Too often, parents-to-be want everything to be perfect before baby’s arrival. Better jobs, bigger homes, and more money. But it’s really not necessary. Babies pretty much only need milk, diapers, and a place to sleep!
So there is no perfect time.
There are a few things, however, that I do suggest you look into or get out of your system before getting pregnant. Here they are:
Midwife or Obstetrician
Even though I had a lot of time to prepare before getting pregnant, I must admit I didn’t think things through completely. Not being a doula at the time, I just assumed that everyone had an OBGYN. Since I didn’t want a homebirth, I didn’t even look into midwifery care at all and didn’t realize midwives can catch babies in the hospital too. And though I often didn’t like the care I was receiving, I continued with this model for all three of my low-risk pregnancies.
Now, were I to get pregnant again, I would do things differently. If possible, I’d love to be followed by a midwife and either birth at home or at a birthing centre. Of course, this doesn’t mean you should do the same, but I do urge you to look into your options and make the right informed decisions for you and your family.
One important thing to remember, especially if you’re in Montreal, is that you can’t really decide to have a midwife during your pregnancy. The waiting lists are so long in some places that you have to call the same day that you pee on the stick and see the plus sign! No joke. Otherwise, your chances of getting in are very slim. So, it’s best to make this decision before you get pregnant.
Hospital culture and reputation
Every hospital is different. They may have similar equipment and protocols but the cultures vary from place to place. Some hospitals are considered high-risk, where you go when you are having a difficult pregnancy and need to be monitored closely. Other hospitals are known for encouraging natural birth. Some have the Baby Friendly status, which is focussed on breastfeeding, while others don’t.
Choose a hospital that reflects your values and the type of birth you want. If you want to have non-medicated bath, check out the various tools that you’ll have at your disposal. Find all of this out before your choose your caregiver – not during labour!
Know your cycle
When I started trying to get pregnant, I was 35 years old. And while I knew about periods and ovulation somewhat, I wasn’t that in tune with my body or my cycle. I had been on the pill on and off for 18 years, so never really had to deal with them. Learning about fertility was very helpful in knowing when I was ovulating, particularly since I had a longer cycle than the norm.
Of course this goes without saying. It’s a great time to curtail any smoking, drinking or drug habits. Your caregiver can provide the appropriate ressources. Eating as healthily as possible is also a great way to begin pregnancy. That expression ‘I’m eating for two’ won’t really apply unless you’re eating celery and carrot sticks!
Take your Folic Acid
Most women, once they are pregnant, will go to the pharmacy and pick up the usual prenatal vitamin. But it is very important to take the vitamin folic acid before getting pregnant.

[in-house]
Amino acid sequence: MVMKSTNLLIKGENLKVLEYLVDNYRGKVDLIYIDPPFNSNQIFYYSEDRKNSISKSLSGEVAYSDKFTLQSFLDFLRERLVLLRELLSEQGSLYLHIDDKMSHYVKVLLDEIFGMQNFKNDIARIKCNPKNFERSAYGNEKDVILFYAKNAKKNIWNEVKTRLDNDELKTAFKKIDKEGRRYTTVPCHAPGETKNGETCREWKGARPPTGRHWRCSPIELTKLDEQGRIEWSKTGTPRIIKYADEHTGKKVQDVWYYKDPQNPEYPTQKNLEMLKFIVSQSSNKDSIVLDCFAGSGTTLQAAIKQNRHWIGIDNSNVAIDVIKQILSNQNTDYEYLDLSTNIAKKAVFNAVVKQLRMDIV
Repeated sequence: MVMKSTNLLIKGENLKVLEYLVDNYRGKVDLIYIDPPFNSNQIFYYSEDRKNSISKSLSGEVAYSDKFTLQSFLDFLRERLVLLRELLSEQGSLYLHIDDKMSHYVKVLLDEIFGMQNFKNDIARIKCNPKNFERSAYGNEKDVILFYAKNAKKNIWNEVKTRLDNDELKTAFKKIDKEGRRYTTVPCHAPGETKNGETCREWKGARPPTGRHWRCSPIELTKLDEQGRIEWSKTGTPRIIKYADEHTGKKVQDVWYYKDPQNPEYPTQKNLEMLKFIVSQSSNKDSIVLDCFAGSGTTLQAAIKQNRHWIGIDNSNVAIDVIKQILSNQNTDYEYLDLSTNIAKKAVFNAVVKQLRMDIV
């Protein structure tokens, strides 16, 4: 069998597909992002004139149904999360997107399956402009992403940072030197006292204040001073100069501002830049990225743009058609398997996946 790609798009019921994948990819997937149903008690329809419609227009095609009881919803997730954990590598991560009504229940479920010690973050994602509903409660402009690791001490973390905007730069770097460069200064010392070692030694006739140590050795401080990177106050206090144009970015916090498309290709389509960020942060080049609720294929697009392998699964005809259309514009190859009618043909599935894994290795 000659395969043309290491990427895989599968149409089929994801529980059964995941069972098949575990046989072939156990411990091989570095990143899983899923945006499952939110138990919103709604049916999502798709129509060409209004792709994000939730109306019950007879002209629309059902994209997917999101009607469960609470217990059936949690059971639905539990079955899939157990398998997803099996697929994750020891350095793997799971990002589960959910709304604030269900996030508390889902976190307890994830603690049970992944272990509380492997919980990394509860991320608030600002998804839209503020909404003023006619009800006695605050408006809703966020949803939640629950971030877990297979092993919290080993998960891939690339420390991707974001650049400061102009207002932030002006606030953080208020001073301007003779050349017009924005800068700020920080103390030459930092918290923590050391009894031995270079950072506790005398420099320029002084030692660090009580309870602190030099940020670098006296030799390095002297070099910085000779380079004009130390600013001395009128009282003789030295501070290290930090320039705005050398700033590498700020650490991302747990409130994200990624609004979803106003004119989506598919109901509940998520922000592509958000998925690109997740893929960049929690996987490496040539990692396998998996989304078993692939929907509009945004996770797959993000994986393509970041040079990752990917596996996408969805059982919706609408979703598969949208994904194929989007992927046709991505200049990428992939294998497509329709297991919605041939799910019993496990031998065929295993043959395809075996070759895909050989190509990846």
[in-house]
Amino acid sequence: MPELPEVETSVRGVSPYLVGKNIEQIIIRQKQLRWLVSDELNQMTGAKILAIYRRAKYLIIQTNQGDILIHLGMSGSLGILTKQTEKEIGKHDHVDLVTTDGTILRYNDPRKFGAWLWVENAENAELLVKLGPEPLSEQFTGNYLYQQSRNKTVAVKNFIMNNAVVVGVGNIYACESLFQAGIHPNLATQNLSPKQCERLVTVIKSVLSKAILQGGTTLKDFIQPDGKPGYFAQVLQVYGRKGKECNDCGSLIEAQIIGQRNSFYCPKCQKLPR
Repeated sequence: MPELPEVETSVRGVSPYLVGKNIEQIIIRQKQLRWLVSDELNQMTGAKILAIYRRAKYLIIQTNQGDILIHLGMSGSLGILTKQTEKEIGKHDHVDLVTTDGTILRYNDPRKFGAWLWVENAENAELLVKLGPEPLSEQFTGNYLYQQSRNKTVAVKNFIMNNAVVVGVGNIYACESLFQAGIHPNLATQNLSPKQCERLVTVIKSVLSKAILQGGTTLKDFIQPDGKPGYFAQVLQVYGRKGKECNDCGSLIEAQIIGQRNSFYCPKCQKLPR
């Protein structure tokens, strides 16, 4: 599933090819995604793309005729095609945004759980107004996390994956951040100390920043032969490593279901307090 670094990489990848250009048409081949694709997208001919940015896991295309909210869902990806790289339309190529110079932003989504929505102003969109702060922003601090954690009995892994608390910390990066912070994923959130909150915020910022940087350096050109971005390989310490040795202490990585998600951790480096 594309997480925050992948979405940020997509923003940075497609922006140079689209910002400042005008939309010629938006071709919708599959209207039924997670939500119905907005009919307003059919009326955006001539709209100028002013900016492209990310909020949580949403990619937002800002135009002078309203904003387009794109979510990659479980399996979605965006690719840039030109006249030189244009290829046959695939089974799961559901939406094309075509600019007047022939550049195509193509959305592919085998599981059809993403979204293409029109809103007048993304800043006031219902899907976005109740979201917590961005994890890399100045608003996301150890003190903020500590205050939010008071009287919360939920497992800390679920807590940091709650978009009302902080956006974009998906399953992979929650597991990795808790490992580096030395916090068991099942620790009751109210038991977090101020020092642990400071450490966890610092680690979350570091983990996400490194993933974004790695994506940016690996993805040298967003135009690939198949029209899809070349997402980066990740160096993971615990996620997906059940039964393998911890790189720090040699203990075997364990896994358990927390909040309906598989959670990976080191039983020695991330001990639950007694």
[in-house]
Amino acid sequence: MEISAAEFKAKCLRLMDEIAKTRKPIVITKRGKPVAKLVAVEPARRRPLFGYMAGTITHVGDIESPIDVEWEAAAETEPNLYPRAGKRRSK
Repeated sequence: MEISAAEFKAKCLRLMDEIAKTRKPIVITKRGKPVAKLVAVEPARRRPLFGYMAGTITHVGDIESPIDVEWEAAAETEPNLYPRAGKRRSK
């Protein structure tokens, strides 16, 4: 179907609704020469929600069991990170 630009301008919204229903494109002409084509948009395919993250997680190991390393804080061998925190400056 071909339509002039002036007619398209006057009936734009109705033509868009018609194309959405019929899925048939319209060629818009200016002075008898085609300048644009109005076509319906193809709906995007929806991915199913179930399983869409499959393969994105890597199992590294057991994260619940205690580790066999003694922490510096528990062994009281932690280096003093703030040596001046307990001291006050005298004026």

Why? Women who take folic acid lower the risk that their baby will be born with a birth defect called a neural tube defect, such as spina bifida. And since neural tube defects occur 25-29 days after you get pregnant, you may not even know you are pregnant and will miss out on the folic acid!
Click here to find out more about this: http://www.motherisk.org/women/folicAcid.jsp
Take a long trip
I asked my husband what his thoughts were on the subject and, without a doubt, he said travel. To far away, exotic places. Because it’s probably going to be a long time before you take a long adventurous trip after baby comes. Now some brave souls still manage to travel across China with baby on their backs, however, I believe the majority of people wait until the kids are older. Does this mean you won’t travel? No, just maybe not to far away, exotic places.
Have lots of girls’ weekends
I think it’s true that your immediate circle of friends changes when you have a baby. But, I think your BFFs will always remain just that. You may see them less than before, and your activities may end up including baby and hubby. And, if they don’t have kids, they may not appreciate all the diaper talk. But you can still count on them for a shoulder to cry on, or if your lucky, some babysitting.
So, before you become a Mom, see your friends often. Go on vacation together, go dancing, wear a bikini, party it up! Make lots of exciting memories that will keep you going during those long nights ahead. One of my favourite trips before I got pregnant was a girls’ weeklong getaway to Venezuela. We still talk nostalgically about it 10 years later!
Go Bungy Jumping
Now maybe this is too daunting even if you don’t have kids (or maybe not). But the idea is to do all of the risky things that are on your bucket list before you take on the sole responsibility of another human being. Funny how when you become a parent, all of a sudden there is so much more at stake.
Eat lots and lots of sushi
I swear that the number one meal that women request after giving birth is sushi. Depending on your caregiver, sushi is often one of the foods on the restricted lists due to its high levels of mercury and possible bacteria that can make you ill. McDonalds seems to be the second most requested meal after birth, but while I suggest you go to town on the sushi, I’d keep the Big Macs in check.
And finally…have lots of sex!!
That’s right! Practice makes perfect, so they say. Need I say more?
There is no perfect time to have a baby. But if you are planning, might as well plan well.
Would love to hear what you have to say! What would you add to this list?
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